The response regulator CheB functions within the bacterial chemotaxis system
together with the methyltransferase CheR (see <PDOC50123>) to control the
level of chemoreceptor methylation, influencing the signaling activities of
the receptors. Like many members of the response regulator family, CheB has a
multidomain architecture. It consists of an N-terminal phosphoaccepting
regulatory domain with a conserved fold containing the site of
phosphorylation, a single conserved aspartate residue (see <PDOC50110>), and a
C-terminal effector domain joined by a linker region. The effector domain is a
methylesterase (EC 18.104.22.168) that catalyses the hydrolysis of γ-carboxyl
glutamyl methyl esters in the cytoplasmic domain of chemoreceptor proteins [1,2]. The CheB methylesterase domain belongs to the class of serine hydrolases
that contain active site catalytic triads consisting of serine, histidine and
aspartate residues . Inhibition of methylesterase activity in intact
unphosphorylated CheB is due to partial occlusion of the active site by the
regulatory domain, thereby restricting access of the substrate chemoreceptors.
The phosphorylation of the regulatory domain results in reorganization of the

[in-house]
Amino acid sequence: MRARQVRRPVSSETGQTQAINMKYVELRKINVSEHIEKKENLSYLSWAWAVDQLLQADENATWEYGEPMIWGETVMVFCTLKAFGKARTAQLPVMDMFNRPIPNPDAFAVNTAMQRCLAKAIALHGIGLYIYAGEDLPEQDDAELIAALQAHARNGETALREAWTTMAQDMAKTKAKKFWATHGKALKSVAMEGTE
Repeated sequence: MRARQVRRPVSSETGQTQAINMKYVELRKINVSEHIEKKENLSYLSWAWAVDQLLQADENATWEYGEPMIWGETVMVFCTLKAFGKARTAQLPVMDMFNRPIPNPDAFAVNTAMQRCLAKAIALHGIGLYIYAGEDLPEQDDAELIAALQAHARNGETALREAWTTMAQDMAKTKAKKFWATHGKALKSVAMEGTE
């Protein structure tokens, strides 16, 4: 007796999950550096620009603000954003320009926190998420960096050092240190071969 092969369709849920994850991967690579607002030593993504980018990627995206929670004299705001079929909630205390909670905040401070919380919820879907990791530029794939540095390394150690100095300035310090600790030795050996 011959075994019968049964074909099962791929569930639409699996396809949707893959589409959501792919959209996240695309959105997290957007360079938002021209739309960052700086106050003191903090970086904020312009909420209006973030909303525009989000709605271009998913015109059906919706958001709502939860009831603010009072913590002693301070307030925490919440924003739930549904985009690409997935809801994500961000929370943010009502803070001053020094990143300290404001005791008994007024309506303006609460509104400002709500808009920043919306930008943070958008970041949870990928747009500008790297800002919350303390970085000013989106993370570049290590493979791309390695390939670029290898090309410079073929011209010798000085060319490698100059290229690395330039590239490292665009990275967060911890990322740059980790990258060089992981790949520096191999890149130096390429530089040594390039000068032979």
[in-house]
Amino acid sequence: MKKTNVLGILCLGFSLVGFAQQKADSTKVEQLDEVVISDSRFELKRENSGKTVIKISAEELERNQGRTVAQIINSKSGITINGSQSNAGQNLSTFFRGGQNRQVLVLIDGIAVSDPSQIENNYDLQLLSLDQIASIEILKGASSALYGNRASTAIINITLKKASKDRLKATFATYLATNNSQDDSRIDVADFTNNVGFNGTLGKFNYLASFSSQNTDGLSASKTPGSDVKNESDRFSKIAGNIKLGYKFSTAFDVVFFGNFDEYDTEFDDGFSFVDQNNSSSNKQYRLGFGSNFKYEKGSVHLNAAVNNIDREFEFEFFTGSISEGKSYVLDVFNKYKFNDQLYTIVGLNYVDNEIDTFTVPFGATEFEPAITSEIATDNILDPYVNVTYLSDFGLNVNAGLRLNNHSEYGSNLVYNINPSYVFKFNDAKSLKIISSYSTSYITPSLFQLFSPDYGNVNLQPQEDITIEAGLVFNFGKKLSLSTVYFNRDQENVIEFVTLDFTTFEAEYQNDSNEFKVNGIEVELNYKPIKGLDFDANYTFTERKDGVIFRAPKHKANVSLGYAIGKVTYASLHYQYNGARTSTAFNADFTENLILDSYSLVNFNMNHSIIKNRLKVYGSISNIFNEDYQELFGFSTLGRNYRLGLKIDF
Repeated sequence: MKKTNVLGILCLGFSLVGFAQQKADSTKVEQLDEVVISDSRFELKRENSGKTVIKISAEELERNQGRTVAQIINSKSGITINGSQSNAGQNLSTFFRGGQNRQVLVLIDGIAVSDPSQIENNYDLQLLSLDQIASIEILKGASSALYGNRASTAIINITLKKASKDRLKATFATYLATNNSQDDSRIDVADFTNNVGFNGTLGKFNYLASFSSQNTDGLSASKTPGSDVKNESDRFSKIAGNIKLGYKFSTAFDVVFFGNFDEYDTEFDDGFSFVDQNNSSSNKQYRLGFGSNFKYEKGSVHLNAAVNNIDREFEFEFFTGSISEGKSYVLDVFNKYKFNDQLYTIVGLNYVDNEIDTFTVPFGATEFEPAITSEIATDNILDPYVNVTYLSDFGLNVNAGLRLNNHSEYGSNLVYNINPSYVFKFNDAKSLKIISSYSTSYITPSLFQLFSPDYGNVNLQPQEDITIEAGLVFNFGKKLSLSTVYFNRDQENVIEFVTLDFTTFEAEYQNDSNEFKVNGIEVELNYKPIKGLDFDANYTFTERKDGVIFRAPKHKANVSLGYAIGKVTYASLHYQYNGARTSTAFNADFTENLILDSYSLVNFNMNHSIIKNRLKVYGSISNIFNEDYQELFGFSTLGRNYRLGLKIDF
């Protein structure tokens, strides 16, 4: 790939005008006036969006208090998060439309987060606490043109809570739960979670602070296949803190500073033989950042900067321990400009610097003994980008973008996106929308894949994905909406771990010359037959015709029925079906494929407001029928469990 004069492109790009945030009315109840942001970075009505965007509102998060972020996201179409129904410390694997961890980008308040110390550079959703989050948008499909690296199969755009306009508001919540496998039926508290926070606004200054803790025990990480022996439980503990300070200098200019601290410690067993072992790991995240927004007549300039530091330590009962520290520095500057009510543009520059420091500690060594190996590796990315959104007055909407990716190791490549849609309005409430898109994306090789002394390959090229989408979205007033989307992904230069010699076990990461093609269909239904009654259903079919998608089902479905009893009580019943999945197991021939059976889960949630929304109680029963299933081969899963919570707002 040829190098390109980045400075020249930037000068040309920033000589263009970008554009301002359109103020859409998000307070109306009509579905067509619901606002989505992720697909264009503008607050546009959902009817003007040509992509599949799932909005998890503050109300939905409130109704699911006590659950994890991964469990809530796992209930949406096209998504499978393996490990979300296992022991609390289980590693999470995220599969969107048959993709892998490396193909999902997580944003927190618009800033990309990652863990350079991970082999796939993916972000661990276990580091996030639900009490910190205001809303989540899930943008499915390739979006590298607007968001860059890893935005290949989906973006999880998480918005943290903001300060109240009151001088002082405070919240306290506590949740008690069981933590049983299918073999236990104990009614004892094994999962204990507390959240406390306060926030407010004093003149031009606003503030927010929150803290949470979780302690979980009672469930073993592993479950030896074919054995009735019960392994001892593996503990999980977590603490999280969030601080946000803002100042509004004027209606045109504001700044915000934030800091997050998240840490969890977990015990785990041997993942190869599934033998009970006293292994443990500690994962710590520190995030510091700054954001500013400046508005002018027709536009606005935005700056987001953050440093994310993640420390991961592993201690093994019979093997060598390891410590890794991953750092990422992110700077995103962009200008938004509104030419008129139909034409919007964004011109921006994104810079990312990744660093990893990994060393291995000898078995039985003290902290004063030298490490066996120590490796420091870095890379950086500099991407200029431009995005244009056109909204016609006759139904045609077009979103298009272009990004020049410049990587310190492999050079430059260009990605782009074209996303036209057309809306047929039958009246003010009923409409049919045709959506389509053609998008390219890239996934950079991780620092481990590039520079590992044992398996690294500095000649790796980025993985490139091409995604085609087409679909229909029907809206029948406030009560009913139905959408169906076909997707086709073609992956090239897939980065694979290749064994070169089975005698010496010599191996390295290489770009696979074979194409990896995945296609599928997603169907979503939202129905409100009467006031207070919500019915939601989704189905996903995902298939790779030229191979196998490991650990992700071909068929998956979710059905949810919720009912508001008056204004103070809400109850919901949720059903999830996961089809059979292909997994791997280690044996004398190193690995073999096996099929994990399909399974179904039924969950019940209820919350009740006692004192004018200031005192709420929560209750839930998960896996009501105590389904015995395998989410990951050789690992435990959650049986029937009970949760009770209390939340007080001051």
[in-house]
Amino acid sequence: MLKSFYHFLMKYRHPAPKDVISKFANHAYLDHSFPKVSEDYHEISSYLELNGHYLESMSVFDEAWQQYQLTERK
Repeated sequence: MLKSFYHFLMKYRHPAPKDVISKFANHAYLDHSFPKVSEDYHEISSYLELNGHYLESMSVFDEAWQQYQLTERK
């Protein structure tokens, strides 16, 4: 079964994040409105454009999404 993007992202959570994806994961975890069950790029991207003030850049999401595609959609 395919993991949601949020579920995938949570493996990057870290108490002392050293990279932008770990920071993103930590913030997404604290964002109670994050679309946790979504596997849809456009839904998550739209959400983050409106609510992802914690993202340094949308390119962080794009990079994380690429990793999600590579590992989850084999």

domain interface, allowing exposure of the active site to the receptor
The crystal structure of the Salmonella typhimurium CheB methylesterase has
been solved. The structure of the CheB methylesterase domain is composed of
six α-helices and nine β-strands with an overall α/β fold common
for globular proteins that can be classified as a slight variation of a doubly
wound α/β domain. The core of the molecules consists of a seven-stranded parallel β-sheet and is flanked by three α-helices on one side
and three α-helices plus an antiparallel β-hairpin motif on the
opposite side of the sheet [3,4].
The profile we developed covers the entire CheB methylesterase domain.
January 2002 / First entry.
PROSITE method (with tools and information) covered by this documentation:
Simms S.A. Keane M.G. Stock J.
Multiple forms of the CheB methylesterase in bacterial chemosensing.
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